Ottawa’s carbon tax is so bad it’s uniting Alberta and Quebec

kenney and legault

Alberta Premier Jason Kenney shakes hands with Quebec Premier Francois Legault at the recent meeting of Canada’s Premiers in Saskatoon. Photo: THE CANADIAN PRESS/Jonathan Hayward

Imagine a tax so bad that it’s uniting Alberta and Quebec. With all of the heated rhetoric over pipelines and equalization, that sort of unity seems like an impossibility. But it turns out the tax is all too real and it’s Ottawa’s carbon tax.

The Trudeau government has been busy uniting the provinces against its economically damaging policies. Six premiers wrote to the prime minister urging him to change or scrap legislation that bans tankers on the West Coast and makes approvals for future pipelines virtually impossible. And following the Alberta’s government’s announcement to challenge Ottawa’s carbon tax in the courts, the Quebec government is now taking on the tax by intervening in Saskatchewan’s Supreme Court challenge.

There’s good reason for the provinces to oppose the federal carbon tax.

“[The Quebec government] will reiterate the importance of protecting provincial autonomy and provinces’ capacity to make their own choices in their areas of jurisdiction in its [carbon tax court] intervention,” stated Quebec Justice Minister Sonia LeBel.

Quebec has a cap-and-trade carbon tax that’s about 4.9 cents per litre on gasoline so it meets Ottawa’s carbon tax requirement for the moment. But Ottawa could force Quebec to pay a higher carbon tax in the future. That’s something Quebec won’t tolerate.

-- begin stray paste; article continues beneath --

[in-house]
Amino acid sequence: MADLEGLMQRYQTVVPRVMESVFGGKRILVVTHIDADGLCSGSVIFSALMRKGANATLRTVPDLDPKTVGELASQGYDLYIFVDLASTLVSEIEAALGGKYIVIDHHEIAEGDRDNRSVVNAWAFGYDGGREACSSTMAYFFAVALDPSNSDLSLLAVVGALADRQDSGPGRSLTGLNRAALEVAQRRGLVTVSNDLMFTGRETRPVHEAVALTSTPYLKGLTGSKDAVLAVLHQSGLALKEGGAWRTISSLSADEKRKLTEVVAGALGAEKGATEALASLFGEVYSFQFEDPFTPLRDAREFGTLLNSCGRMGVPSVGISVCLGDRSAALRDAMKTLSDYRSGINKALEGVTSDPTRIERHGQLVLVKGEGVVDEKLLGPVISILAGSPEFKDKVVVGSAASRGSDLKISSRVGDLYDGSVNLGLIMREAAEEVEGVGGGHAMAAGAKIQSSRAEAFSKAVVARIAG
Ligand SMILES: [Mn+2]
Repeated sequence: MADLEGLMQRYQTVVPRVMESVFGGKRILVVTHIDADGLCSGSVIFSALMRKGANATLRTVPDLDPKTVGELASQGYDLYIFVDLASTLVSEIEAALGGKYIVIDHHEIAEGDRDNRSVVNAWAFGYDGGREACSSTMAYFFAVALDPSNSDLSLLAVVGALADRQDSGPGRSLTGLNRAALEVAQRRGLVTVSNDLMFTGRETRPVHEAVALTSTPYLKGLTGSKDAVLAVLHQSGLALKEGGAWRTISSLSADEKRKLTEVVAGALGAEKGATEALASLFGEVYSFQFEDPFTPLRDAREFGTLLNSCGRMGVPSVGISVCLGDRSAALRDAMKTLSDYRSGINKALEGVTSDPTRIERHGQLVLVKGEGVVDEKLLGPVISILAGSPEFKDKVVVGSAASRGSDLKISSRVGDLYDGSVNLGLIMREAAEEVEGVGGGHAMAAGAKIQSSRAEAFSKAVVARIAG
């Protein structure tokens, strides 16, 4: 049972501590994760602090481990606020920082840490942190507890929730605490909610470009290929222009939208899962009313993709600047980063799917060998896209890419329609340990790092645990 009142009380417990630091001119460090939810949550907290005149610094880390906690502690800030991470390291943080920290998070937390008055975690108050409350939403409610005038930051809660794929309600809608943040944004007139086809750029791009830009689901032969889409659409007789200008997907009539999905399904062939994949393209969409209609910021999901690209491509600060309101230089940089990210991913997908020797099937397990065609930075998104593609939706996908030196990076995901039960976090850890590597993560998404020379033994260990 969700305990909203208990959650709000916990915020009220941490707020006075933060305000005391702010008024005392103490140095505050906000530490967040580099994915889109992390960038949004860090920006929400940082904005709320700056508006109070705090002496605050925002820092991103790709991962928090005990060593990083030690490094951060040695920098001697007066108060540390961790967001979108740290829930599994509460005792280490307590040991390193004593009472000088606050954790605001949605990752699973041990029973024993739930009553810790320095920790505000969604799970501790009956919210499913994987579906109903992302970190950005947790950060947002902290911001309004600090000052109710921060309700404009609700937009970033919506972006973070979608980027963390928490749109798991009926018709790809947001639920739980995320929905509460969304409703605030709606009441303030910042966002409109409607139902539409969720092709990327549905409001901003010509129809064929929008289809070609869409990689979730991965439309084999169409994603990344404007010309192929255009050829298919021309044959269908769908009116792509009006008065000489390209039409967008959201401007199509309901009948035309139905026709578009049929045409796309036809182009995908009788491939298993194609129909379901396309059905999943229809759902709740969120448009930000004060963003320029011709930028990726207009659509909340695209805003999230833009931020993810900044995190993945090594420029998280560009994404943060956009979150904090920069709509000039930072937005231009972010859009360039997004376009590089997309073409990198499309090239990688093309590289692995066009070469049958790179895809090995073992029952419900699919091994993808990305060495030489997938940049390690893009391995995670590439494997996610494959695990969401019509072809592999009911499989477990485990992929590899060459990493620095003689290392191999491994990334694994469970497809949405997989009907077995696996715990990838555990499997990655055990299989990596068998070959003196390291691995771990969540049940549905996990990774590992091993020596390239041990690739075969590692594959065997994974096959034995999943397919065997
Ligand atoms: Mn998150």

A little too much Ottawa in provincial affairs is only the tip of the iceberg with the Trudeau carbon tax.

The federal carbon tax is an unfair patchwork of different tax rates that punishes some provinces more than others. Under the federally approved plan, taxpayers in Ontario, New Brunswick, Manitoba, Saskatchewan, and soon Alberta, have to pay higher carbon taxes than a number of eastern provinces.

The Nova Scotia government brags about its sweetheart cap-and-trade deal.

“The program will add about 1 cent per litre to the price of gas, compared with about 11 cents per litre by 2022 under the federal approach,” states the government’s backgrounder.

Taxpayers aren’t buying the claim that they won’t be harmed by the new tax. While proponents like to say that the government will return the money it takes from the carbon tax back to households, the new revenue tool will prove too tempting for the feds not to abuse.

“The idea of governments rebating carbon taxes in a purely revenue-neutral way has been proven to be the great Canadian myth. It never happens. Governments always take a cut of the revenues, if not all the revenues, for more spending programs,” confirms economist Jack Mintz.

Rather than replacing regulations, the federal carbon tax is being layered on top of costly policies such as incentives to use lower emitting trucks and buses and bike-path subsidies in Ontario, the Trudeau government’s proposed clean fuel standard, clean energy subsidies and laws that make it harder to develop resources.

And with all of the money Canadians will be forced to pay, politicians can’t even confirm whether the Trudeau carbon tax will do anything to reduce global greenhouse gases.

“Even if Canada stopped everything tomorrow, and the other countries didn’t have any solutions, it wouldn’t make a big difference,” acknowledged Prime Minister Justin Trudeau.

Green Party Leader Elizabeth May stated, “the government’s current carbon price gets us almost nowhere.”

If there’s one saving grace with Trudeau’s economically damaging policies, it’s that he’s uniting the provinces under a banner of opposition.

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